It seems so simple. But ordering imprinted golf balls for a corporate golf outing can get tricky. Here are some tips for finding the right one for your group.
Assess the group’s skill level. Some groups are just party golfers. In other words, they’re there to be outside, drink beer and have fun with their friends. Sometimes they are not that skilled and this outing may be the only time they are out on the course every year. Then there are the more serious golfers who are almost pro level. Every outing is a championship round for them! This will be important information for the next phase of the buying process.
Choose a ball appropriate for the group’s skill level. For the party golfers, almost any golf ball will do. They aren’t really that picky if it’s a no-name ball or a brand name. So you can select a cheaper brand or a generic ball and save some money, especially since many may end up getting lost in the sand traps anyway! For the every-stroke-is-life-or-death pro or highly skilled amateur crowd, select one of the more expensive brands that is still within your budget.
Plan to give one sleeve of balls per golfer. Typically, one sleeve of golf balls is given to each golfer, although I have supplied an outing where the client gave each golfer a dozen pack. That’ll run into some dollars for sure! Balls are usually packaged in dozen packs which translates into four sleeves of three balls each. To calculate what you need to order, multiply your number of golfers by 3, then divide that number by 12. That will give you how many dozens you need to order. Round up to the next dozen if you end up with a number and a fraction (i.e., 12.5). With rare exception, on imprinted brand name golf balls, the minimum number of dozens you can order is 12.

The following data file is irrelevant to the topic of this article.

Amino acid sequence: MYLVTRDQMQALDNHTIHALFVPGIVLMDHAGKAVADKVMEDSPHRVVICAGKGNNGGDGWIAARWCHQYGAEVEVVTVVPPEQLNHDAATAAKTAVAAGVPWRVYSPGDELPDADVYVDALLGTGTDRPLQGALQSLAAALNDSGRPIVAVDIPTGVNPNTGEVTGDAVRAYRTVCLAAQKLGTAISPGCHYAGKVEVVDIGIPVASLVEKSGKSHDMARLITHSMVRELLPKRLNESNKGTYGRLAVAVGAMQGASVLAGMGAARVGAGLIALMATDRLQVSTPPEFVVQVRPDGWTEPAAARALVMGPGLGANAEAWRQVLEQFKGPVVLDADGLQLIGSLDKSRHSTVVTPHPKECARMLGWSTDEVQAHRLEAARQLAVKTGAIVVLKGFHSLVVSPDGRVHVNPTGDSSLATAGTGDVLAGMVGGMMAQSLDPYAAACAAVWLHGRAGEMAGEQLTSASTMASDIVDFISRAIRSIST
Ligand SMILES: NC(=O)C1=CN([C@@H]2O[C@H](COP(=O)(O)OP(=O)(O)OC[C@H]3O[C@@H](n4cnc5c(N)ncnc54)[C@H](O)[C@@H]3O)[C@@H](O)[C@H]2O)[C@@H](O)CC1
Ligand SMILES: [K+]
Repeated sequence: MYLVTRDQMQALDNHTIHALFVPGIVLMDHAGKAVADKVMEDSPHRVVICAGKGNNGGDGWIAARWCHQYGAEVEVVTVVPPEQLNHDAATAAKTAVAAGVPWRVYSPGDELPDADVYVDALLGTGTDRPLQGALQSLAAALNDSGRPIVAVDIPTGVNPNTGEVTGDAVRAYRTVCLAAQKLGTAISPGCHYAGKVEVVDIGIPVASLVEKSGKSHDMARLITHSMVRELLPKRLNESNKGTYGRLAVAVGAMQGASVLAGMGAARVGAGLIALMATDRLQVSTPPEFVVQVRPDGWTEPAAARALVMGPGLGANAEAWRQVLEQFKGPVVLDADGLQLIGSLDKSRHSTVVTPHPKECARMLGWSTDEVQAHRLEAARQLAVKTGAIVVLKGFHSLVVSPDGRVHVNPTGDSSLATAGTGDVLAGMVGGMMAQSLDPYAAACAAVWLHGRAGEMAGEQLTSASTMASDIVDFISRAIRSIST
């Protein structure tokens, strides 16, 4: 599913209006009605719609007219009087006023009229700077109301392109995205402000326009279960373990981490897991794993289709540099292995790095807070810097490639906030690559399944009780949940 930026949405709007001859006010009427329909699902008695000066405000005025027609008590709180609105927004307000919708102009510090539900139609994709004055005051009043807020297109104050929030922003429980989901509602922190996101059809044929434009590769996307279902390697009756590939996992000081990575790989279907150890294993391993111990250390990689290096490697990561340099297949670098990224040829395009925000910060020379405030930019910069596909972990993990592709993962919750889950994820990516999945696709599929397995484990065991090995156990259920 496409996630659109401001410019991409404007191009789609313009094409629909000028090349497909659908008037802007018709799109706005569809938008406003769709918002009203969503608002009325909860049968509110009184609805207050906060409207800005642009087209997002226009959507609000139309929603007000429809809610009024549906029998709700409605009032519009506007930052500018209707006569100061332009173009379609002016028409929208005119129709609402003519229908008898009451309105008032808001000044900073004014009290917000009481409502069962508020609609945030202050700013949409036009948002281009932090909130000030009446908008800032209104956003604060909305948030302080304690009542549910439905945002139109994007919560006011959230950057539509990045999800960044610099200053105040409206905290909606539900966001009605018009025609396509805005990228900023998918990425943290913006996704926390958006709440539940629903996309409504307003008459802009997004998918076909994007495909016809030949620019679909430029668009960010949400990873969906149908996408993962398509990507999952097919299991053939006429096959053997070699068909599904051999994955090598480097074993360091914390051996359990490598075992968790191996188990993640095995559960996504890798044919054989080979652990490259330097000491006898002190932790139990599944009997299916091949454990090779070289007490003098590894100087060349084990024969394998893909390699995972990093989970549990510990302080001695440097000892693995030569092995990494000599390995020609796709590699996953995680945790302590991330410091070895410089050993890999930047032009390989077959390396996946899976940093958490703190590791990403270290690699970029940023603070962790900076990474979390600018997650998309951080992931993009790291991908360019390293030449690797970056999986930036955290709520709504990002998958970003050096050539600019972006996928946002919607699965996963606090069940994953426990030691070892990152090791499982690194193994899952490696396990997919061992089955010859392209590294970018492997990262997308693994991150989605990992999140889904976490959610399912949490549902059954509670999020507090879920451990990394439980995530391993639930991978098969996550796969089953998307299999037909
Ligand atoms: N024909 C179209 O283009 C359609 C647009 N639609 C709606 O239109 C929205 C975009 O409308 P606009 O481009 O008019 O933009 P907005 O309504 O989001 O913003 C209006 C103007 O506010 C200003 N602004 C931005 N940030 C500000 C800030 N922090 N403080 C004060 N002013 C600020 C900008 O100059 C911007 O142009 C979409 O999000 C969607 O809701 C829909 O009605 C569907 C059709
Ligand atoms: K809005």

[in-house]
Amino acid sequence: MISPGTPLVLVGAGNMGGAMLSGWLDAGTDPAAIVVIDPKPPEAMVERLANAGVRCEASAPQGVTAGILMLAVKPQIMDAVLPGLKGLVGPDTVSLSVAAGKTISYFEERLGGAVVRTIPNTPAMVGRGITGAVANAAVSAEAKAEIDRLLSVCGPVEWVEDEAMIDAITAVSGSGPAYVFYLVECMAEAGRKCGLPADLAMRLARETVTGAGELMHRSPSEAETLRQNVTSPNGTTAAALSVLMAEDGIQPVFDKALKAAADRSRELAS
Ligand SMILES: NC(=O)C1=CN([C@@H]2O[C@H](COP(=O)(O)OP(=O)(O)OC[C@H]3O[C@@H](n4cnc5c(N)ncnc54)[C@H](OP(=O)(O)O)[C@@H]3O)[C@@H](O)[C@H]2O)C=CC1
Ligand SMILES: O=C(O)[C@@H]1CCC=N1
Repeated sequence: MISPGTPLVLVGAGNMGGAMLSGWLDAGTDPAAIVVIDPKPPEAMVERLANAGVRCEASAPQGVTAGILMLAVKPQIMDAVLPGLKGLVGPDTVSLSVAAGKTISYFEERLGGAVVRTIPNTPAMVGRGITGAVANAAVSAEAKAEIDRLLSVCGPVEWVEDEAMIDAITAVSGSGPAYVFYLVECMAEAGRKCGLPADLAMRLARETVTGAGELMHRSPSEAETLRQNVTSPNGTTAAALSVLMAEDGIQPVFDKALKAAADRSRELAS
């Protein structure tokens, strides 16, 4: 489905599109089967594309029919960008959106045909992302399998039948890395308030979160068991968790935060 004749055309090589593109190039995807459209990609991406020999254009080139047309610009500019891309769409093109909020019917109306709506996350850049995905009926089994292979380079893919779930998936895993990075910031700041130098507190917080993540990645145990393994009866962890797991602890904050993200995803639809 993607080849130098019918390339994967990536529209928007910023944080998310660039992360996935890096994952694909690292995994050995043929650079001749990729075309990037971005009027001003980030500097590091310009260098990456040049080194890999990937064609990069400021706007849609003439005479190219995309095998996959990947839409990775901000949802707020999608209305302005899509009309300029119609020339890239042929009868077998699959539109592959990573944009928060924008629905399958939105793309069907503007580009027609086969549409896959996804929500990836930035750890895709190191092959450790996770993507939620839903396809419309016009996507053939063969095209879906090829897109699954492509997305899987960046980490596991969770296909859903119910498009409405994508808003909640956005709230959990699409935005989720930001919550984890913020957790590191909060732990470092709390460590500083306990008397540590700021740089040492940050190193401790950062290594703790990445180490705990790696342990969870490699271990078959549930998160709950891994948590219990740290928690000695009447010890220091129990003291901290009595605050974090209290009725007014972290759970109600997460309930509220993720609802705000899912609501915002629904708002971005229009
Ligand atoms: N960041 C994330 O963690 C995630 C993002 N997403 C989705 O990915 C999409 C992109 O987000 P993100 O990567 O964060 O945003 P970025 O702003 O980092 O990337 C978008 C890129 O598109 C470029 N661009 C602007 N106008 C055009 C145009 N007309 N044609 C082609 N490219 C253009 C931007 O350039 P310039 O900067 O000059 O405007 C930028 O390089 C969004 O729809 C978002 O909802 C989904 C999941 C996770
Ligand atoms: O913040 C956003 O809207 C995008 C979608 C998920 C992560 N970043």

Don’t haggle and don’t get in trouble. Here’s a little secret about the promotional products industry. Margins on logo golf balls are extremely small. Many distributors only offer them as a courtesy to their clients and in addition to other golf promos. So don’t plan on haggling on price. Plus, don’t think you can buy them on sale at the sporting goods superstore and have an imprinting company put your logo on them. That is a violation of golf manufacturer licensing agreements and could land you in a hot water hazard (pun intended).
Simplify your logo. Yes, I’m sure your logo is a work of art. Now let’s shrink that down to about 7/8” inches in diameter. Still legible? If not, work with your logo designer to create a special interpretation of your logo for this application. You’ll protect your image and build your brand by doing so.
About the Author
Heidi Thorne is a promotional products marketing expert and speaker who has a background in the tradeshow and hospitality industries. She is also editor of the Promo With Purpose Today blog (www.PWPToday.com) and author of SWAG: How to Choose and Use Promotional Products for Marketing Your Business, available through major online booksellers or at www.BuySWAGBook.com.